5. We live the lives we are most comfortable with – regardless of how painful we might perceive our lives to be. Think about that for a second. Is there something in your life that you hate? The question is not how do I get rid of this thing I hate, but rather why do I keep putting up with this thing? Why do I keep going back to it and obsessing over it? If you cannot answer it, let it go because it’s not the real problem. That means you have to live with yourself in odd ways for a while until you are ready or aware enough to deal with that thing. This frees you up to focus on the things that you can immediately change and which are truly problematic for you. Do you think you’re fat and that upsets you and yet you remain fat? Perhaps you have a medical condition or perhaps you’re happy enough in your life that being fat doesn’t really mean anything. Or perhaps being fat is a protection mechanism in some way and it makes you feel more comfortable to be fat than not to. Either way, if you’re not really changing it, you don’t really want to change it. That doesn’t mean you’re bad or wrong or any other negative judgement. Sometimes our unhappiness comes from the theft by expectation put upon us by a society we didn’t construct for ourselves. This is the essence of Emerson’s quote, “The majority of men lives in quiet desperation.”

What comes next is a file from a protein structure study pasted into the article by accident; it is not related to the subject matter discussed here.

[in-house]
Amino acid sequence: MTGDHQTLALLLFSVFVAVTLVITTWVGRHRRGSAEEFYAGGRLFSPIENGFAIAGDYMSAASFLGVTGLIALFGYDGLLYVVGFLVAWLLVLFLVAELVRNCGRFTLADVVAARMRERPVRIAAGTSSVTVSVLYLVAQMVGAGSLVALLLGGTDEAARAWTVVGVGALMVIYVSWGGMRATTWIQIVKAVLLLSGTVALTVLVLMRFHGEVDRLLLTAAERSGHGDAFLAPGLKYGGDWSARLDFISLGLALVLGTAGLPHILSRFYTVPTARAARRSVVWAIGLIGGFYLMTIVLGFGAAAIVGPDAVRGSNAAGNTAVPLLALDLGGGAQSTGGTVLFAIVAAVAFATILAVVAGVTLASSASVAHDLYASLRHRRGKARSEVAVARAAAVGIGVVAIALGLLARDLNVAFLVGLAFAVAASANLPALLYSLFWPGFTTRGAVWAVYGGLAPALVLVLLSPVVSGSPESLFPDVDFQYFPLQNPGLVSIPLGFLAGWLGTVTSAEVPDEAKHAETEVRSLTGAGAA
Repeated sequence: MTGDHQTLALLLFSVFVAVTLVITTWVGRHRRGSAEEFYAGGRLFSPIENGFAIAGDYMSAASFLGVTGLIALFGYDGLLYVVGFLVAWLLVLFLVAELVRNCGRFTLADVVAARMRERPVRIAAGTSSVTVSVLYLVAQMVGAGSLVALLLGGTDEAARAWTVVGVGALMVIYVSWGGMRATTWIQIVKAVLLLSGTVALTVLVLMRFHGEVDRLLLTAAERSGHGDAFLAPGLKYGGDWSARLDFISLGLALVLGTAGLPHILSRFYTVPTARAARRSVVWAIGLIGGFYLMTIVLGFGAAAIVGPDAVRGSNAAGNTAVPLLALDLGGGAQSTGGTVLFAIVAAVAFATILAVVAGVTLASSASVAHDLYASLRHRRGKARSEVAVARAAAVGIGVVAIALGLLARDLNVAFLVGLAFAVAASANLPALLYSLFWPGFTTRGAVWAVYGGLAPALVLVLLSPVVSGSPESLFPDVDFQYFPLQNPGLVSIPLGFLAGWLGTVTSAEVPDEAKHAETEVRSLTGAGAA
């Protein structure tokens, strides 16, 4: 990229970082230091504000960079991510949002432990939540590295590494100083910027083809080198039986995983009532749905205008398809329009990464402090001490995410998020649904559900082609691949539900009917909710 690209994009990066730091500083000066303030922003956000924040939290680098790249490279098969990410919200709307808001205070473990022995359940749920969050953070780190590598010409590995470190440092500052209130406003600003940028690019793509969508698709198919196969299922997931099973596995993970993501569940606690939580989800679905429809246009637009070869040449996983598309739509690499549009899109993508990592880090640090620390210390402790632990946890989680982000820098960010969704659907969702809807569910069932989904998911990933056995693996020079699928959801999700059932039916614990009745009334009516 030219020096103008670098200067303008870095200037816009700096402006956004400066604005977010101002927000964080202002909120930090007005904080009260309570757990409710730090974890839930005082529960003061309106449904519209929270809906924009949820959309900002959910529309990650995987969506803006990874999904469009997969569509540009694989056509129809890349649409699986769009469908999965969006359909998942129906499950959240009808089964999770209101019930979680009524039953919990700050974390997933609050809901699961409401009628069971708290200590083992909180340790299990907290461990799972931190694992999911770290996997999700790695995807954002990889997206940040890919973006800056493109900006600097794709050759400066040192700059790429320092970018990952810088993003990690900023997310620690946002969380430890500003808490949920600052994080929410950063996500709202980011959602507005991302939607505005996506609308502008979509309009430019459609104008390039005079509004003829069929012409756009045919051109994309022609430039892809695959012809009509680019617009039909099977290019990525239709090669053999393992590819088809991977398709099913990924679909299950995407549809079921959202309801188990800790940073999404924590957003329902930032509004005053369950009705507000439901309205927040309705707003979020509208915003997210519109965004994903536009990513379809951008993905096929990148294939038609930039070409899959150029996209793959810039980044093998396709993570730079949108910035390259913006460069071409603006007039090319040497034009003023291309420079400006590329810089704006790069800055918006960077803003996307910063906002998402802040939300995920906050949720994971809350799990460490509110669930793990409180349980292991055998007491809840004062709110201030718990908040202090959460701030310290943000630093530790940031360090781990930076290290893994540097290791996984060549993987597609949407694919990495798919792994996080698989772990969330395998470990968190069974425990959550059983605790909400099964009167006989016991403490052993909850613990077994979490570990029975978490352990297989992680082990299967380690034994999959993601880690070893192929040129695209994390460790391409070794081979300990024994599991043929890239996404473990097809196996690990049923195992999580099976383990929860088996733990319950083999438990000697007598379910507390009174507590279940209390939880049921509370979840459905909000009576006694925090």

6. Meditate. Often and vigorously until you die. I don’t do it enough because I let myself get distracted with other things too often. It’s also not a cure all for what ails you. BUT it is the single best exercise you can give your mind and has the most payoff for a happy and productive life (productive by human standards not capitalistic standards ;) ) Even if you think you can never calm your mind enough to meditate, just spending 10 minutes a day with everything turned off staring outside can be enough to bring a deep sense of calm to your life.
7. Accept that just like you, everyone else is living their life as best they know how – even if you know a better way. This is the root of compassion and forgiveness. Try not to look at people doing stupid things and say to yourself, “Oh, my God, they know better than to do that.” or “What the hell were they thinking?” Just let go of that thinking and say to yourself, “They’re doing their best and maybe one day they’ll be better than me but they are learning and I am not their teacher.” Accept without judging and you will be happier and that happiness will be returned to you in the way you deal with others.